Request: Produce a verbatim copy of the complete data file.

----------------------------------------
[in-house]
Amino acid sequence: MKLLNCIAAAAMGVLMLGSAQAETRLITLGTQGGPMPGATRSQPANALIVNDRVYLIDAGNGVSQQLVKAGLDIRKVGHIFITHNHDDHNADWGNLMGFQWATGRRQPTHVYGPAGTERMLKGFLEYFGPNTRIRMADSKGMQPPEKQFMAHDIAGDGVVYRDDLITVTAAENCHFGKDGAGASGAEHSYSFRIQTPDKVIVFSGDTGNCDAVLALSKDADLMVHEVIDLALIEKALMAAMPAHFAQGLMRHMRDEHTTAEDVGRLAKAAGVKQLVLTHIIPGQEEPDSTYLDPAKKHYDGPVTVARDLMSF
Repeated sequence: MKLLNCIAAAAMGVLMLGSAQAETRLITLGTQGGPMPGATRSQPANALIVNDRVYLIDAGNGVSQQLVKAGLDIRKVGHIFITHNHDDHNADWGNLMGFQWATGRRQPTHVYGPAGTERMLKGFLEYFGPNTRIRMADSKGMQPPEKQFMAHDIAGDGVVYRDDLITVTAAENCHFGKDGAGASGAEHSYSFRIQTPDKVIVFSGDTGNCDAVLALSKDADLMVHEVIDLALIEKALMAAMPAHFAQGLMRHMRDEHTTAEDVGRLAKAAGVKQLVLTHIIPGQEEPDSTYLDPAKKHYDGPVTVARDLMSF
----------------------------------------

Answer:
[in-house]
Amino acid sequence: MKLLNCIAAAAMGVLMLGSAQAETRLITLGTQGGPMPGATRSQPANALIVNDRVYLIDAGNGVSQQLVKAGLDIRKVGHIFITHNHDDHNADWGNLMGFQWATGRRQPTHVYGPAGTERMLKGFLEYFGPNTRIRMADSKGMQPPEKQFMAHDIAGDGVVYRDDLITVTAAENCHFGKDGAGASGAEHSYSFRIQTPDKVIVFSGDTGNCDAVLALSKDADLMVHEVIDLALIEKALMAAMPAHFAQGLMRHMRDEHTTAEDVGRLAKAAGVKQLVLTHIIPGQEEPDSTYLDPAKKHYDGPVTVARDLMSF
Repeated sequence: MKLLNCIAAAAMGVLMLGSAQAETRLITLGTQGGPMPGATRSQPANALIVNDRVYLIDAGNGVSQQLVKAGLDIRKVGHIFITHNHDDHNADWGNLMGFQWATGRRQPTHVYGPAGTERMLKGFLEYFGPNTRIRMADSKGMQPPEKQFMAHDIAGDGVVYRDDLITVTAAENCHFGKDGAGASGAEHSYSFRIQTPDKVIVFSGDTGNCDAVLALSKDADLMVHEVIDLALIEKALMAAMPAHFAQGLMRHMRDEHTTAEDVGRLAKAAGVKQLVLTHIIPGQEEPDSTYLDPAKKHYDGPVTVARDLMSF